A parable for our times


Photographed at the J. Paul Getty Museum

I like to take the monster as a symbol of the state of our nation. It is especially descriptive of our men. The beast is conflicted, desperate, prone to violence, and painfully aware of its own lust.

The woman is the goddess of understanding. She understands herself, her place in the universe, and the pathetic state of the monster. She remains calm, and merciful. She does not inflict harm on him, although she could. She displays her physical charms with complete confidence, and without shame or guilt.

The monster is tormented by her level of comfort with herself because shame and guilt are what he knows best. He is accustomed to struggling with his lust and allowing it to torment and disorient him.

A parable often involves a character who faces a moral dilemma or one who makes a bad decision and then suffers the unintended consequences. Although the meaning of a parable is often not explicitly stated, it is not intended to be hidden or secret but to be quite straightforward and obvious.—Wikipedia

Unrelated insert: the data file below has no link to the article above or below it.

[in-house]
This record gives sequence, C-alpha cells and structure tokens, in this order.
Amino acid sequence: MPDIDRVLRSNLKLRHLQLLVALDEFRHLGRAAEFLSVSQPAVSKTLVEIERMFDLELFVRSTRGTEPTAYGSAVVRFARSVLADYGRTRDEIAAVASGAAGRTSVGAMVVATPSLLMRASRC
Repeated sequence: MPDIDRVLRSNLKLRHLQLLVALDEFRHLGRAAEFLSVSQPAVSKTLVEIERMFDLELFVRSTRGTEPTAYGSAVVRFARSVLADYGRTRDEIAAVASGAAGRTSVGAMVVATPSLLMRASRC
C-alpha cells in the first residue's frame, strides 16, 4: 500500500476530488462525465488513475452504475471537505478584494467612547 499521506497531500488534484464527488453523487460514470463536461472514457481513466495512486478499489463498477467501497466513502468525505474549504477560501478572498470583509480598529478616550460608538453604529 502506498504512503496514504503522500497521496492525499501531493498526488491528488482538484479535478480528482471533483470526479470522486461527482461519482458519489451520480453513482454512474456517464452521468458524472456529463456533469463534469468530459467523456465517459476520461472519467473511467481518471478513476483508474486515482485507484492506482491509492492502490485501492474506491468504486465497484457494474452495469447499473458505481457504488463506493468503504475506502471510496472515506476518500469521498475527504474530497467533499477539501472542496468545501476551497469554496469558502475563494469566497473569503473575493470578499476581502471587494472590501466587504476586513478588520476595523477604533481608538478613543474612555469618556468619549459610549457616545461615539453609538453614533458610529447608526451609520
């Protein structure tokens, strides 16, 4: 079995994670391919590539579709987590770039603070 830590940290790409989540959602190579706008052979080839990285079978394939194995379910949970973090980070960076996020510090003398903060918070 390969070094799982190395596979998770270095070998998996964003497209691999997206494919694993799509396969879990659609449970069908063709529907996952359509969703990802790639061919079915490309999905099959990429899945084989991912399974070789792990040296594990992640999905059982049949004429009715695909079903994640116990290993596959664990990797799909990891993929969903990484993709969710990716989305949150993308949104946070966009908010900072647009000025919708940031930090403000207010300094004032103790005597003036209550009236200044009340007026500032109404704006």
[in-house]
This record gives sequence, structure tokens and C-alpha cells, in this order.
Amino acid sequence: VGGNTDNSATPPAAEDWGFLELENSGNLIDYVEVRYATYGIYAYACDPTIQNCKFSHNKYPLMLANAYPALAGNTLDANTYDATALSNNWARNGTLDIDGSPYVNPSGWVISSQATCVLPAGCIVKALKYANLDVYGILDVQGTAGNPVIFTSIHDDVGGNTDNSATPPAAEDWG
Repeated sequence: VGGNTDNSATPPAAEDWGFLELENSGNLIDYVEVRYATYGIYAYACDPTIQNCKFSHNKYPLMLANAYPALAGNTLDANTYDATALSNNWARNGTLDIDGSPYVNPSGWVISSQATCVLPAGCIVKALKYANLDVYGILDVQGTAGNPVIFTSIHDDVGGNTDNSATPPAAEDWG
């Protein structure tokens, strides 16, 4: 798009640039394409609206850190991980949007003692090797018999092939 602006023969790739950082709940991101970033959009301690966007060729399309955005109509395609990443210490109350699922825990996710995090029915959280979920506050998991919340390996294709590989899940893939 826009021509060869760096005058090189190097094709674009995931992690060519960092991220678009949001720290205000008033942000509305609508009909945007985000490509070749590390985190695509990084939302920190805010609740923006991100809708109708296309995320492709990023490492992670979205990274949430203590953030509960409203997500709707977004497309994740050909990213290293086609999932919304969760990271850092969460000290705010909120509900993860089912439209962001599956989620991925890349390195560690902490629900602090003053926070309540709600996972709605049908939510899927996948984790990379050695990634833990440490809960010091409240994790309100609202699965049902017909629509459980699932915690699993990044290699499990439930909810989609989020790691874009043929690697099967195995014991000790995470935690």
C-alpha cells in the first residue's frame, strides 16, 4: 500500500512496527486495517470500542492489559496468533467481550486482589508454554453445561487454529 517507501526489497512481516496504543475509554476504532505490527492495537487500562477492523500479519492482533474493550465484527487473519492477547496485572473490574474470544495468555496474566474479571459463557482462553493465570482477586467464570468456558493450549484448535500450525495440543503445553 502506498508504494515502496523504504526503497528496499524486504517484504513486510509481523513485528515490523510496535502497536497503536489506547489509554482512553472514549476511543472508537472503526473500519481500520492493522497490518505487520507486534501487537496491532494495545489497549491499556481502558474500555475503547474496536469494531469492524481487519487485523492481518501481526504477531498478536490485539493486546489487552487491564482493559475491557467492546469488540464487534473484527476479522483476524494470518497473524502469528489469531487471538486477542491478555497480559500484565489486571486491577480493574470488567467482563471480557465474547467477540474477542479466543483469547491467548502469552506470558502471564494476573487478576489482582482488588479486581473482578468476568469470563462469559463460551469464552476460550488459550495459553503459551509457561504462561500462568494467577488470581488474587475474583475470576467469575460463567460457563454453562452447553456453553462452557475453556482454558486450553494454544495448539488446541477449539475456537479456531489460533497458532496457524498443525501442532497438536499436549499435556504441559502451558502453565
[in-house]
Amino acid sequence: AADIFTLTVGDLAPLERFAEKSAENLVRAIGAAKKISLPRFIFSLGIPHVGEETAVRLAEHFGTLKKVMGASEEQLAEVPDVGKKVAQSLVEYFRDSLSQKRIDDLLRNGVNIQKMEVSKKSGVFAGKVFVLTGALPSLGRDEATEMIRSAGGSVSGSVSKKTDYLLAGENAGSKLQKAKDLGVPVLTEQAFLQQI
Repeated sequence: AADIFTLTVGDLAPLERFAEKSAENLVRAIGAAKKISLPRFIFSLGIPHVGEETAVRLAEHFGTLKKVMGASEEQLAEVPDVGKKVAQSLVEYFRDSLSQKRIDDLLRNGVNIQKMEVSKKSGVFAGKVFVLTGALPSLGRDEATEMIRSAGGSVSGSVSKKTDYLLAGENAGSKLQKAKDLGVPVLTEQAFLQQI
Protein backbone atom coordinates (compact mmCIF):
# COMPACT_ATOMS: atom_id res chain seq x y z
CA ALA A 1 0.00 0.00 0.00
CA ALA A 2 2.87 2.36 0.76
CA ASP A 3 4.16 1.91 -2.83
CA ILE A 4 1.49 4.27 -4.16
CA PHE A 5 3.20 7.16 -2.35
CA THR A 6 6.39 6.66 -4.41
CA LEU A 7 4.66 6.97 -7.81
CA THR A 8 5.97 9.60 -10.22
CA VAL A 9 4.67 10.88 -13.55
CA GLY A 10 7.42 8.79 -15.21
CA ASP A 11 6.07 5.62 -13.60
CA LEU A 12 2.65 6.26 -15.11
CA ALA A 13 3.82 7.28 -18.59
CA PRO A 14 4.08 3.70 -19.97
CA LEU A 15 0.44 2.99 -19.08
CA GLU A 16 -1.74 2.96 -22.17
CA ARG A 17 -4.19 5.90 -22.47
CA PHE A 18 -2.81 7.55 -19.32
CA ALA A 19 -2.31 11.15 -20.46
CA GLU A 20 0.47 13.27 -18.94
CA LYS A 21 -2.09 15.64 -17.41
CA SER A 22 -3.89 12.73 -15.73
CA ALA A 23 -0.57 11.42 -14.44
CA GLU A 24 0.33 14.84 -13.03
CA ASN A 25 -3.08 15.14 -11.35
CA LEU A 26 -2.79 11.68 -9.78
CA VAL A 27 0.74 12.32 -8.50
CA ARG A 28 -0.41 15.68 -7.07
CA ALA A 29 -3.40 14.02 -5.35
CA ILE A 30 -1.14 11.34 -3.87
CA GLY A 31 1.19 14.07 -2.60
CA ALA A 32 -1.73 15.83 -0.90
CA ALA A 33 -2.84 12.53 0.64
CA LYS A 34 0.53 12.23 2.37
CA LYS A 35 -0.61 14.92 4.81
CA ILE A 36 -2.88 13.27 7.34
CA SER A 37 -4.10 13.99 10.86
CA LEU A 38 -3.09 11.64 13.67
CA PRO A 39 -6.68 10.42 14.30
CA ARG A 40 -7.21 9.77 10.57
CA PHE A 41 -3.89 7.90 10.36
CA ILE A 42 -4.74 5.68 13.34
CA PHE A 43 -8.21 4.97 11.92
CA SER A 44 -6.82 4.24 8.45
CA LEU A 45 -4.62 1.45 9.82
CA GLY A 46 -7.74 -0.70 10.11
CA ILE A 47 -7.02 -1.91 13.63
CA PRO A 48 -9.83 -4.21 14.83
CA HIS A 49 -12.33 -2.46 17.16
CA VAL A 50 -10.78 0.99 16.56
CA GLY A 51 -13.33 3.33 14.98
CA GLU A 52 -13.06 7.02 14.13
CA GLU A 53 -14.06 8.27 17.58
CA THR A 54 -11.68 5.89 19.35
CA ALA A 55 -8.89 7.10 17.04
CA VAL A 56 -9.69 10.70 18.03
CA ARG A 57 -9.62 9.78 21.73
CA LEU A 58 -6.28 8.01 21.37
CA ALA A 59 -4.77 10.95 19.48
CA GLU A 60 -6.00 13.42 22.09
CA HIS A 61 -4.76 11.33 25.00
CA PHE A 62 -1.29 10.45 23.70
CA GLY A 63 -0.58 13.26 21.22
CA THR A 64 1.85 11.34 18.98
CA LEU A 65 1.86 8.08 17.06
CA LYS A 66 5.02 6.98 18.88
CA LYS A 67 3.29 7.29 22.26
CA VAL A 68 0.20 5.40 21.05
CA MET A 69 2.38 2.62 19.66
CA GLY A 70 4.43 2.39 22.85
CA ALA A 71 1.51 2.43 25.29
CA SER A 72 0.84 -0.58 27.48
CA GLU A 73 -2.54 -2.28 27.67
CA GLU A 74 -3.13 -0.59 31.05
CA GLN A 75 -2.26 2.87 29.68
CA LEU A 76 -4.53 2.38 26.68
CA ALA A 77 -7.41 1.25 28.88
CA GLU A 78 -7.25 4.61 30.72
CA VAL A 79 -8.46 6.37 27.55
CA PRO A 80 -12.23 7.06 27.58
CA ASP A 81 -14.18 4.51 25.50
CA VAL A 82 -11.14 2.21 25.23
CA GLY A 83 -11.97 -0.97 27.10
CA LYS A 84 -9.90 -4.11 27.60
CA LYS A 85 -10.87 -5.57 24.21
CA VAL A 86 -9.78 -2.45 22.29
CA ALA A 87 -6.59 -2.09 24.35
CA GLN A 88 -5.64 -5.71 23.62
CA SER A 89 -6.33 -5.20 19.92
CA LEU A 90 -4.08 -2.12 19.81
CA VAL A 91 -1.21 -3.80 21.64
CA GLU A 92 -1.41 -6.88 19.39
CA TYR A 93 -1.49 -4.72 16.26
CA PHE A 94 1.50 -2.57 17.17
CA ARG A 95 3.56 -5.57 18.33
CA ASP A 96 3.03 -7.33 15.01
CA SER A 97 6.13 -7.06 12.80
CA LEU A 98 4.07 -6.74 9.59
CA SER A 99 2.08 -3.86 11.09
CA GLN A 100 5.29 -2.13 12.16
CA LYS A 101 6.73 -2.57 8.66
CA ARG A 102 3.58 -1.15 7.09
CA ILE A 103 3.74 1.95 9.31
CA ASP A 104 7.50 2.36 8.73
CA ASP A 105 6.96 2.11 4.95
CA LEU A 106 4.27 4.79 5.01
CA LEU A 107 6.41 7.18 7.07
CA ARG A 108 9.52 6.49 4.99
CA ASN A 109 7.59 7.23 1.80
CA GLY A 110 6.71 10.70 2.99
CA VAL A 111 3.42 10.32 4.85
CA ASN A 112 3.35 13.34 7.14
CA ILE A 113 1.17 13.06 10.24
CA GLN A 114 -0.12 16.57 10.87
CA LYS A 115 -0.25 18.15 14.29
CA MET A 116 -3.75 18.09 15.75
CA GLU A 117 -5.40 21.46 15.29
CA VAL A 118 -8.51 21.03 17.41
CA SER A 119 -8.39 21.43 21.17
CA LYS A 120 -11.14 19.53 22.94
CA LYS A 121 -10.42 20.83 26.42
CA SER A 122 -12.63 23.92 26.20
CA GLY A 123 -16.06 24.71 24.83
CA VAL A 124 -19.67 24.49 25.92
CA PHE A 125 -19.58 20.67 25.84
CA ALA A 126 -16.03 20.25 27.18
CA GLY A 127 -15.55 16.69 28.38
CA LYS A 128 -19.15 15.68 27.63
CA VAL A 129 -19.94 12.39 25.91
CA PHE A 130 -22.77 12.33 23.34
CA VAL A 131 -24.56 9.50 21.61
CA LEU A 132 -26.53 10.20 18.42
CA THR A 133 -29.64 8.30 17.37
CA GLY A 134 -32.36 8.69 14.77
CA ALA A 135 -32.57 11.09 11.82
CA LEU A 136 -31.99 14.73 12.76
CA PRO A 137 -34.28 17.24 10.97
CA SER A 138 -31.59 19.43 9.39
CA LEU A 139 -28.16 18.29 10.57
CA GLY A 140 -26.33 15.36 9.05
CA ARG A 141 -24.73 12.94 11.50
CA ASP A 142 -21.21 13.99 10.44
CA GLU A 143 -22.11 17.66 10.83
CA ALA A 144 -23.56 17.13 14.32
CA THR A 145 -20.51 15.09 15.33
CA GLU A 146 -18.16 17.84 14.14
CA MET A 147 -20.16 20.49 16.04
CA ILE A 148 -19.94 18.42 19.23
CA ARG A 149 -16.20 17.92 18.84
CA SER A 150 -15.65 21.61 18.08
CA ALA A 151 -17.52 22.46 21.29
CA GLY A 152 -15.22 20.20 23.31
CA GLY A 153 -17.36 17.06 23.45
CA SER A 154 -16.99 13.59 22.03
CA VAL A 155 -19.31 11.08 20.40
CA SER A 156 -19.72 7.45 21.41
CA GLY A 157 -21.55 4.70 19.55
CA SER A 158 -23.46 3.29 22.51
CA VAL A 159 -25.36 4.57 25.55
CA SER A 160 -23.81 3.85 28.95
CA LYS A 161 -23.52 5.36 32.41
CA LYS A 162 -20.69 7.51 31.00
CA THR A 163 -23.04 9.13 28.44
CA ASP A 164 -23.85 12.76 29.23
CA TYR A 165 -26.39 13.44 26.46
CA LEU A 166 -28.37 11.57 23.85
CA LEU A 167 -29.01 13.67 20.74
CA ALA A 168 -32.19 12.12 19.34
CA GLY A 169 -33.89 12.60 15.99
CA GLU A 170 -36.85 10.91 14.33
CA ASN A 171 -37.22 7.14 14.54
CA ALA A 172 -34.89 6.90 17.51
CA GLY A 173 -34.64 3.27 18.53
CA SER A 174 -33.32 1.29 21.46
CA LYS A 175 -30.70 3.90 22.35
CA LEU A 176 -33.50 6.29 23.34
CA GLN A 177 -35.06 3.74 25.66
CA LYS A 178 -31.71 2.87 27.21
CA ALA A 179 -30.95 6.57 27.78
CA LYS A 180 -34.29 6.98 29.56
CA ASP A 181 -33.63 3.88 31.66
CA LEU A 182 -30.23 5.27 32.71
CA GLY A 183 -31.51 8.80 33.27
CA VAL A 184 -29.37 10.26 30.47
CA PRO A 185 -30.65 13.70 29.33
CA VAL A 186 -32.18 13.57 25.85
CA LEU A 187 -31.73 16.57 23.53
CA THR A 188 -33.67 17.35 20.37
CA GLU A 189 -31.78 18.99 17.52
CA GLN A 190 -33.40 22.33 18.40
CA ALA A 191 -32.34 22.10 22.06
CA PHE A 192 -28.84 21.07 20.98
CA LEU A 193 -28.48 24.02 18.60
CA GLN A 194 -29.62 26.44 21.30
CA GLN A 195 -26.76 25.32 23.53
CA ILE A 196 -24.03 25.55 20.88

There is a little angel over her shoulder. He carries a flaming torch. He deals in light, something she already knows well. He is there not so much to protect her, but more to demonstrate attention and respect. The angel knows the beast is beyond any help he can provide. The angel serves the goddess.

The monster was not always in this condition. He made a series of moves over time. He confused himself, and attracted unworthy companions who led him further astray. He has only the faintest recollection of his own worthiness. The goddess can see into him, but she cannot reveal his own true nature to him. His thoughts are too clouded for that.

The useful message I get from this is that the universe is competent, caring, and orderly no matter how clouded our view of it is at present. The problems are contained in our own delusions.

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